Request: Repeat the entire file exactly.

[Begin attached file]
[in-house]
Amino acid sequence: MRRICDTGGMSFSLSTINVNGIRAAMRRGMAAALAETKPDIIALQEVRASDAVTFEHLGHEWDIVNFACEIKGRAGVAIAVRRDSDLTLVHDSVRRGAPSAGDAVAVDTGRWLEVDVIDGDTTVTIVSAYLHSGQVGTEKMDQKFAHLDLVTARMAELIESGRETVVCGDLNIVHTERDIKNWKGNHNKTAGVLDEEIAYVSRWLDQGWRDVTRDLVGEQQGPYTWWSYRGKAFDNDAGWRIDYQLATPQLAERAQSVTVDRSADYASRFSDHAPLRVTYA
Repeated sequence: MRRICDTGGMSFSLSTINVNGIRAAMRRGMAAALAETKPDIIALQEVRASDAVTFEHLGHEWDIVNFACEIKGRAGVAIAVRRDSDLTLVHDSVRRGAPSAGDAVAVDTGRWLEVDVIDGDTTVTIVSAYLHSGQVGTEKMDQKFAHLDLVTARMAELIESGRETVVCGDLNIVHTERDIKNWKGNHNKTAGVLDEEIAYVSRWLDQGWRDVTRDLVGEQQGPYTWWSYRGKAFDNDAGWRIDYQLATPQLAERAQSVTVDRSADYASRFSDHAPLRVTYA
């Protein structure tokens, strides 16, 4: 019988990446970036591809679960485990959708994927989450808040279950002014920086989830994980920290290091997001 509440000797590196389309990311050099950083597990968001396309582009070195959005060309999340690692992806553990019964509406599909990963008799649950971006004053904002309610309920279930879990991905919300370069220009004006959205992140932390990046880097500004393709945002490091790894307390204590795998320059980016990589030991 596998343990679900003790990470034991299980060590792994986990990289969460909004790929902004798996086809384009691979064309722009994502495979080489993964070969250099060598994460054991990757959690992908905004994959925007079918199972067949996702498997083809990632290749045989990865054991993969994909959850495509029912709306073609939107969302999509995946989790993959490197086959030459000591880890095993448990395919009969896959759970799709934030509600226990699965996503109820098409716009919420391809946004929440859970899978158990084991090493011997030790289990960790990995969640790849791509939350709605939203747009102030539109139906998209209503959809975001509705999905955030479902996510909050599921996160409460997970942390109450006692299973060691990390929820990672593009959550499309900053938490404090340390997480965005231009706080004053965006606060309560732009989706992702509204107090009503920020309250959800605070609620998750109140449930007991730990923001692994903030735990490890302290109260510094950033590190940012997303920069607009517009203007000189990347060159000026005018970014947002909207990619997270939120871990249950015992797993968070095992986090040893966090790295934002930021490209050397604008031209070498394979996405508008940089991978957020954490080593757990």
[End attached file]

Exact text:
[in-house]
Amino acid sequence: MRRICDTGGMSFSLSTINVNGIRAAMRRGMAAALAETKPDIIALQEVRASDAVTFEHLGHEWDIVNFACEIKGRAGVAIAVRRDSDLTLVHDSVRRGAPSAGDAVAVDTGRWLEVDVIDGDTTVTIVSAYLHSGQVGTEKMDQKFAHLDLVTARMAELIESGRETVVCGDLNIVHTERDIKNWKGNHNKTAGVLDEEIAYVSRWLDQGWRDVTRDLVGEQQGPYTWWSYRGKAFDNDAGWRIDYQLATPQLAERAQSVTVDRSADYASRFSDHAPLRVTYA
Repeated sequence: MRRICDTGGMSFSLSTINVNGIRAAMRRGMAAALAETKPDIIALQEVRASDAVTFEHLGHEWDIVNFACEIKGRAGVAIAVRRDSDLTLVHDSVRRGAPSAGDAVAVDTGRWLEVDVIDGDTTVTIVSAYLHSGQVGTEKMDQKFAHLDLVTARMAELIESGRETVVCGDLNIVHTERDIKNWKGNHNKTAGVLDEEIAYVSRWLDQGWRDVTRDLVGEQQGPYTWWSYRGKAFDNDAGWRIDYQLATPQLAERAQSVTVDRSADYASRFSDHAPLRVTYA
């Protein structure tokens, strides 16, 4: 019988990446970036591809679960485990959708994927989450808040279950002014920086989830994980920290290091997001 509440000797590196389309990311050099950083597990968001396309582009070195959005060309999340690692992806553990019964509406599909990963008799649950971006004053904002309610309920279930879990991905919300370069220009004006959205992140932390990046880097500004393709945002490091790894307390204590795998320059980016990589030991 596998343990679900003790990470034991299980060590792994986990990289969460909004790929902004798996086809384009691979064309722009994502495979080489993964070969250099060598994460054991990757959690992908905004994959925007079918199972067949996702498997083809990632290749045989990865054991993969994909959850495509029912709306073609939107969302999509995946989790993959490197086959030459000591880890095993448990395919009969896959759970799709934030509600226990699965996503109820098409716009919420391809946004929440859970899978158990084991090493011997030790289990960790990995969640790849791509939350709605939203747009102030539109139906998209209503959809975001509705999905955030479902996510909050599921996160409460997970942390109450006692299973060691990390929820990672593009959550499309900053938490404090340390997480965005231009706080004053965006606060309560732009989706992702509204107090009503920020309250959800605070609620998750109140449930007991730990923001692994903030735990490890302290109260510094950033590190940012997303920069607009517009203007000189990347060159000026005018970014947002909207990619997270939120871990249950015992797993968070095992986090040893966090790295934002930021490209050397604008031209070498394979996405508008940089991978957020954490080593757990």